Feldman to try to convince court Katsav trial unfair

Former president's attorney's appeal to the Supreme Court will include that his defendant could not receive a fair trail.

By DAN IZENBERG
January 3, 2011 03:25
3 minute read.
Former president Moshe Katsav in courthouse

katsav enters court 311. (photo credit: Ben Hartman)

Former president Moshe Katsav’s appeal to the Supreme Court will include the defense’s preliminary argument in the lower court that the trial should be canceled because the defendant could not get a fair trial, his attorney Avigdor Feldman told The Jerusalem Post on Sunday.

Feldman and his partners, attorneys Zion Amir and Avraham Lavie, had charged that Katsav did not stand a chance of acquittal from the outset because the panel of three judges in the Tel Aviv District Court had been influenced by unfair external circumstances such as the allegedly hostile coverage of the affair by the media.

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Meanwhile, attorney Rachel Toren, head of the Israel Bar’s Forum on Criminal Affairs, said the “defense by justice” argument was the only innovative development in an otherwise standard sex trial in which the court must decide between conflicting stories on the basis of which side appears more credible.

In addition to the allegedly unfair media coverage, Katsav’s lawyers maintained that police, the State Attorney’s Office and the Attorney-General’s Office had leaked information designed to make Katsav look bad, and that some of the women who complained against the former president had granted pre-trial interviews to the media to present their allegations.

Although the court, headed by Judge George Karra, rejected the “defense by justice” argument in the specific case of Katsav, both Feldman and Toren felt he had left open the possibility that such an argument might be accepted under different circumstances in the future.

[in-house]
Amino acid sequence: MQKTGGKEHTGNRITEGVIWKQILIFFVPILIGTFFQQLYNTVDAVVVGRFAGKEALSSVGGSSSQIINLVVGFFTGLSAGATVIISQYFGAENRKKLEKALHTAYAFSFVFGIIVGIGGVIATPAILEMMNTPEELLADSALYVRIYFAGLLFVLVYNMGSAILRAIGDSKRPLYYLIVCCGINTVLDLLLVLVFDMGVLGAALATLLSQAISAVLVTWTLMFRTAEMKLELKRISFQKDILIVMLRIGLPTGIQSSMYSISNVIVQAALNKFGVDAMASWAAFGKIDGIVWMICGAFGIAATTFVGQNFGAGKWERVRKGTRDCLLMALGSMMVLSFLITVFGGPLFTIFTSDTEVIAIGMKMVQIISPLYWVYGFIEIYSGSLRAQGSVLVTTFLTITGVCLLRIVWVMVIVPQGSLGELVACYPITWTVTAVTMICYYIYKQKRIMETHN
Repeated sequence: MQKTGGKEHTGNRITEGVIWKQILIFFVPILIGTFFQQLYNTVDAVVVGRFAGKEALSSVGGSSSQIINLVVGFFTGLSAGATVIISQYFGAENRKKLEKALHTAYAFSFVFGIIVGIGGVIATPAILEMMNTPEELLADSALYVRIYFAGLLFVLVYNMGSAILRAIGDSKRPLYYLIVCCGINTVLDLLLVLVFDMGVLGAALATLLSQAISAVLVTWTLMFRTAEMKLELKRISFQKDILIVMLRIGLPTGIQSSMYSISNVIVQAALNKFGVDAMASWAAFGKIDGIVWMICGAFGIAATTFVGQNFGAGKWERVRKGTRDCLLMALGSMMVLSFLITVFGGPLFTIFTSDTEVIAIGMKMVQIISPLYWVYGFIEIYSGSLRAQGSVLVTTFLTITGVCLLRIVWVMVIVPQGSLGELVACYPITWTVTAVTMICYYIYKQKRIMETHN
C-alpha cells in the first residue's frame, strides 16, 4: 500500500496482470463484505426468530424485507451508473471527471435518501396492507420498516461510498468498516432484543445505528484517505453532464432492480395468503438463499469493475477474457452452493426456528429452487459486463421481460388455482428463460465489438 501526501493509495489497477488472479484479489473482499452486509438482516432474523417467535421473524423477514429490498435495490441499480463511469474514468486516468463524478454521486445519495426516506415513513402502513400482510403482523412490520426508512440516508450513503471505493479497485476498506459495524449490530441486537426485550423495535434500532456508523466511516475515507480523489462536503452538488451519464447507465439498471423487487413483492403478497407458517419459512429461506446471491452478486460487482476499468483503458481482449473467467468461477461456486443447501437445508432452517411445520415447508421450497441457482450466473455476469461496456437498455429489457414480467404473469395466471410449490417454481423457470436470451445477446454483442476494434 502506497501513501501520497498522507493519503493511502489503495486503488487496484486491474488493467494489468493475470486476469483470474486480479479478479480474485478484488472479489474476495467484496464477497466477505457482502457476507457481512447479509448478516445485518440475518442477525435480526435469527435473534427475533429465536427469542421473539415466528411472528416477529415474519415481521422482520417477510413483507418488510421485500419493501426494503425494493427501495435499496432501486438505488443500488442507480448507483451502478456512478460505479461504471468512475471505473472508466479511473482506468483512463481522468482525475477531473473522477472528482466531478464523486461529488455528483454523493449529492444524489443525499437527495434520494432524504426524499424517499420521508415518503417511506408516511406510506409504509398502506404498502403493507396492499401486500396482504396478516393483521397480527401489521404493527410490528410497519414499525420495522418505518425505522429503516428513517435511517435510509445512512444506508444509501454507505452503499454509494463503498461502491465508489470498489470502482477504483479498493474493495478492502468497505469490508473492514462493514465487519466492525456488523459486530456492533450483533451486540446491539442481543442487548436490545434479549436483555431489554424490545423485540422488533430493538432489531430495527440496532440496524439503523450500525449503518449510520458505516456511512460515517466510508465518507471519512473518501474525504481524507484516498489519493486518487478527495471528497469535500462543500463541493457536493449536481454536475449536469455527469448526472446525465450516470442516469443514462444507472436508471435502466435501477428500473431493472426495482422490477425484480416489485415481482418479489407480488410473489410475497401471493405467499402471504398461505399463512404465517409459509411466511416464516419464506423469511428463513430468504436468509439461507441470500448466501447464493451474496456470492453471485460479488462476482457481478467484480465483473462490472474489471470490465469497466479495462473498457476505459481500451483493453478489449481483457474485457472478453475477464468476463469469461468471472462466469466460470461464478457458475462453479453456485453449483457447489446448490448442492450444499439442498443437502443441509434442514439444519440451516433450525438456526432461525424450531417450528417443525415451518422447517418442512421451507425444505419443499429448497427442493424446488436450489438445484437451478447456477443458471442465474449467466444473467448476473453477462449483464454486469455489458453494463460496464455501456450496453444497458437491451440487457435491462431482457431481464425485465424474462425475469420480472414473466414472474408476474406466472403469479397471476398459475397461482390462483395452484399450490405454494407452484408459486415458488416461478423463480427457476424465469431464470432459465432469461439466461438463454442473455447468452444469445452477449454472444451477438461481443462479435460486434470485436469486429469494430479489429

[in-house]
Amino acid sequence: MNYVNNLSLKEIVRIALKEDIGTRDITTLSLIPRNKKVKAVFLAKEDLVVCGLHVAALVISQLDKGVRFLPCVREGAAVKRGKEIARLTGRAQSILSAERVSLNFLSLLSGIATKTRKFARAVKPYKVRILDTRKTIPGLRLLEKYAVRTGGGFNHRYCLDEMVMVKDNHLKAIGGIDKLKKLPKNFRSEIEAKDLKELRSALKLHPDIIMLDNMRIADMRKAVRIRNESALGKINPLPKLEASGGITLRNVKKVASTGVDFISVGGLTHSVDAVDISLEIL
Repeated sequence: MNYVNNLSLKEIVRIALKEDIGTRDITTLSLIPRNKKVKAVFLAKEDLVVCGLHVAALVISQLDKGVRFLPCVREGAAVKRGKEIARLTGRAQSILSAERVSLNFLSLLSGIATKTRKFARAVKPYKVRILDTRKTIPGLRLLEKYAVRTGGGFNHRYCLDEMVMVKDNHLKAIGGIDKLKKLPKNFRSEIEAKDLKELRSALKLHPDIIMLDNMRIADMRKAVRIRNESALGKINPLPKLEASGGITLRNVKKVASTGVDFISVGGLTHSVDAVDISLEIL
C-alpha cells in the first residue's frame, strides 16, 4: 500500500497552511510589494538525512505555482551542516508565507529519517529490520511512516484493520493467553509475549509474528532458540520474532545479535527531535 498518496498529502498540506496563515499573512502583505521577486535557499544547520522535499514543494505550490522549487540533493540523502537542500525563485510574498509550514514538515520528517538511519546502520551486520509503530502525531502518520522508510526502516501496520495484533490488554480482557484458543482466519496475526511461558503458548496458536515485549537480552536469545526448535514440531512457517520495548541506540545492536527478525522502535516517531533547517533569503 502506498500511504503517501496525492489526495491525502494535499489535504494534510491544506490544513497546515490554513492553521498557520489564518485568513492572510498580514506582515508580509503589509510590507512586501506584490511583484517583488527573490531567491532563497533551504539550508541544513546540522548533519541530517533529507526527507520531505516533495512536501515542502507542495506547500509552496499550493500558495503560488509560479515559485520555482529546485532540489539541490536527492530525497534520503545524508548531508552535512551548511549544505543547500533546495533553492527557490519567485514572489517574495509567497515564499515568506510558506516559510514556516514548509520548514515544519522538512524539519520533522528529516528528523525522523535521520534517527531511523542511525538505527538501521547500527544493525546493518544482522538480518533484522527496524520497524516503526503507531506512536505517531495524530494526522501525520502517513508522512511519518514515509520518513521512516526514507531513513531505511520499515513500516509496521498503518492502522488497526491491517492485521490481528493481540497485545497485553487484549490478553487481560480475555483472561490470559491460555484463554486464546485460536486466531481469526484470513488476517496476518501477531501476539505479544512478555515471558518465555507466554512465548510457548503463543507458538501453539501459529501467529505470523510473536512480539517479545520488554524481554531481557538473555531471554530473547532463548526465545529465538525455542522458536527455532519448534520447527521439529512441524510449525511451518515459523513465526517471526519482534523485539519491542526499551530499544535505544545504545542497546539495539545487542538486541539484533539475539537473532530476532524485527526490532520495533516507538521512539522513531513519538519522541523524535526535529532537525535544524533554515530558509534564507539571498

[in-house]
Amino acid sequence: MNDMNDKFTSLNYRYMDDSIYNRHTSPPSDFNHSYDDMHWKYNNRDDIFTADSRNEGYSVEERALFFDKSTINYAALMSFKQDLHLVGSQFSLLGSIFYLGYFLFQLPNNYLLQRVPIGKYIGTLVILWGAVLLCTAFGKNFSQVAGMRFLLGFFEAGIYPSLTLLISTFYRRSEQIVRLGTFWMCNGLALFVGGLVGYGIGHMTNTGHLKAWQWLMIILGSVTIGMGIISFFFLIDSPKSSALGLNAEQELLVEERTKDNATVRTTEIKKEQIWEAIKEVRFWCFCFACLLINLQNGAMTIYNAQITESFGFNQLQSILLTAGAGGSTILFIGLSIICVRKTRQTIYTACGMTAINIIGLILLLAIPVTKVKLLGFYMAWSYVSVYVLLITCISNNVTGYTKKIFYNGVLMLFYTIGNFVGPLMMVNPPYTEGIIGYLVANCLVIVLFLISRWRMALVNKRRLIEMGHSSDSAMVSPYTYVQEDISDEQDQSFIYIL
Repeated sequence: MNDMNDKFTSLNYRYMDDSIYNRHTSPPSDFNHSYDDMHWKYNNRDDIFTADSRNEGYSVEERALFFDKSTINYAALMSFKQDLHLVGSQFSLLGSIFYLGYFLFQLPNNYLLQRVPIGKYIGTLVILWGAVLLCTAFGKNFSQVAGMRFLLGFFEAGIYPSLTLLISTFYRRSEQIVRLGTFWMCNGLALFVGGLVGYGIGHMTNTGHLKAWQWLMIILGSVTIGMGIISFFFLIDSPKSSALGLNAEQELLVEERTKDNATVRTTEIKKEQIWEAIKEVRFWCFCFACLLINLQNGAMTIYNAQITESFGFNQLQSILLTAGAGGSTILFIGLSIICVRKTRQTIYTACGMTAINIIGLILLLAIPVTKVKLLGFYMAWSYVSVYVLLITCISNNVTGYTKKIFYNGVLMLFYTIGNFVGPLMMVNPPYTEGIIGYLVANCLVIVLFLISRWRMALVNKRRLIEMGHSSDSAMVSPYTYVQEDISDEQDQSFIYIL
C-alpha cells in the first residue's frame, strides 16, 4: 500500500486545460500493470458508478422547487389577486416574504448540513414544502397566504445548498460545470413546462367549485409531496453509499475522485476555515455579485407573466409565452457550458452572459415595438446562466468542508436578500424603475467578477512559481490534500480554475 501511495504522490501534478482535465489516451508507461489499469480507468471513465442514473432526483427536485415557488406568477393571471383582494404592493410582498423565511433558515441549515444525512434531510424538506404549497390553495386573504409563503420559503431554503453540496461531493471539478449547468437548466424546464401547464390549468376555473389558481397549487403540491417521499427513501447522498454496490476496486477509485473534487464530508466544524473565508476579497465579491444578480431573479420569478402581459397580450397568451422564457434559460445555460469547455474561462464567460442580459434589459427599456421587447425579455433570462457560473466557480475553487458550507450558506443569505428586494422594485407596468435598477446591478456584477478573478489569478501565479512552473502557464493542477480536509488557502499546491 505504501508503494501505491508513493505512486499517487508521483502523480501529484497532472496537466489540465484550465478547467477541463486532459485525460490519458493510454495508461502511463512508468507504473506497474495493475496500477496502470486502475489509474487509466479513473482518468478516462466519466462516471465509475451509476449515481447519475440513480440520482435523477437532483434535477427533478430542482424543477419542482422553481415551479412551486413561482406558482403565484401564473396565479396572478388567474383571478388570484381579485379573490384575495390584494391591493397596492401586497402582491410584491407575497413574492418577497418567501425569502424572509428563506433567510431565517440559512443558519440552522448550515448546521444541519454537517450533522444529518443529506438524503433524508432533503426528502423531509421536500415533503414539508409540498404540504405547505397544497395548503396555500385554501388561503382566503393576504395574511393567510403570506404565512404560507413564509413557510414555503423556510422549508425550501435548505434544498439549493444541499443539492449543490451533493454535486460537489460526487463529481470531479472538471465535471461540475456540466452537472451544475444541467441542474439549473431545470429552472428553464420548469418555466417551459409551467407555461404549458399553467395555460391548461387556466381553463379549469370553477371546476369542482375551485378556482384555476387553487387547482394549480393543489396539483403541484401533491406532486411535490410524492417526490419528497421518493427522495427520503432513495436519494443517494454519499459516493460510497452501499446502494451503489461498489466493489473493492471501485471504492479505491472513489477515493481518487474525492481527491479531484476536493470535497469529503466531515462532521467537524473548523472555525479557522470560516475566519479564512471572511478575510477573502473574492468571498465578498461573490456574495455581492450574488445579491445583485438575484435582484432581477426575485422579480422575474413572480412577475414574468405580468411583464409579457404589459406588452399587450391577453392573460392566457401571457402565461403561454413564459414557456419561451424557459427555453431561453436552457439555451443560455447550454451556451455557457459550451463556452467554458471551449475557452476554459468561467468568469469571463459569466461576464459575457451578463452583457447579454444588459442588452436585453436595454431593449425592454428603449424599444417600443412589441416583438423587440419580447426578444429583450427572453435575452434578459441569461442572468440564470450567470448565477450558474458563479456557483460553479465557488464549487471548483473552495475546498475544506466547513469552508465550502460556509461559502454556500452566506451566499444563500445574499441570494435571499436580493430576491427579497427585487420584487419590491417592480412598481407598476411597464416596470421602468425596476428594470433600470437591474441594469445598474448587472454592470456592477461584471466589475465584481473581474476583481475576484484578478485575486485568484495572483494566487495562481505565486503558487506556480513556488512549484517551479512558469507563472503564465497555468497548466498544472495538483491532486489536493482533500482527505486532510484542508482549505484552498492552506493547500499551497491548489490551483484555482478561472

In the brief decision released to the public, the judges focused on the media-bias argument and went a long way to accept the defense’s allegations. “In this argument, the defense tried to force their way past an open door. [We agree] that in this matter, the line was crossed in an unprecedented manner, given the summary trial the defendant was treated to in the court of the media.



“At first sight, the media does indeed appear to have inflicted serious damage on achieving justice and therefore consideration should be given to canceling the trial. However, it was not by chance that we said ‘at first sight, because of the identical conduct of the defendant and his attorneys, who also did not keep their distance from the media, did not stay away from the television studios and gave as good as they got,” the decision read.

Toren said that according to the court’s argument, had it believed that Katsav had not tried to manipulate the media, it might very well have canceled the trial, as the defense had requested.

Feldman said he hoped to convince the Supreme Court that this was indeed the case. “How could one individual fight back against the entire media,” he said.

On another matter, Toren said many lawyers were critical of the court for presenting such a one-sided ruling in favor of the state. “Even if the court does not believe the arguments of one of the sides, it should paint a grey picture and not one that is black and white,” she said.

She also said that in the final analysis, the Katsav case boiled down to one of credibility, as do most cases involving sexual allegations, where there are no witnesses, and the court must believe either one side or the other. In such cases, appeals against the lower ruling are almost always rejected since it is only the lower court that has the opportunity to question the witnesses and obtain a first-hand impression of them and their arguments.


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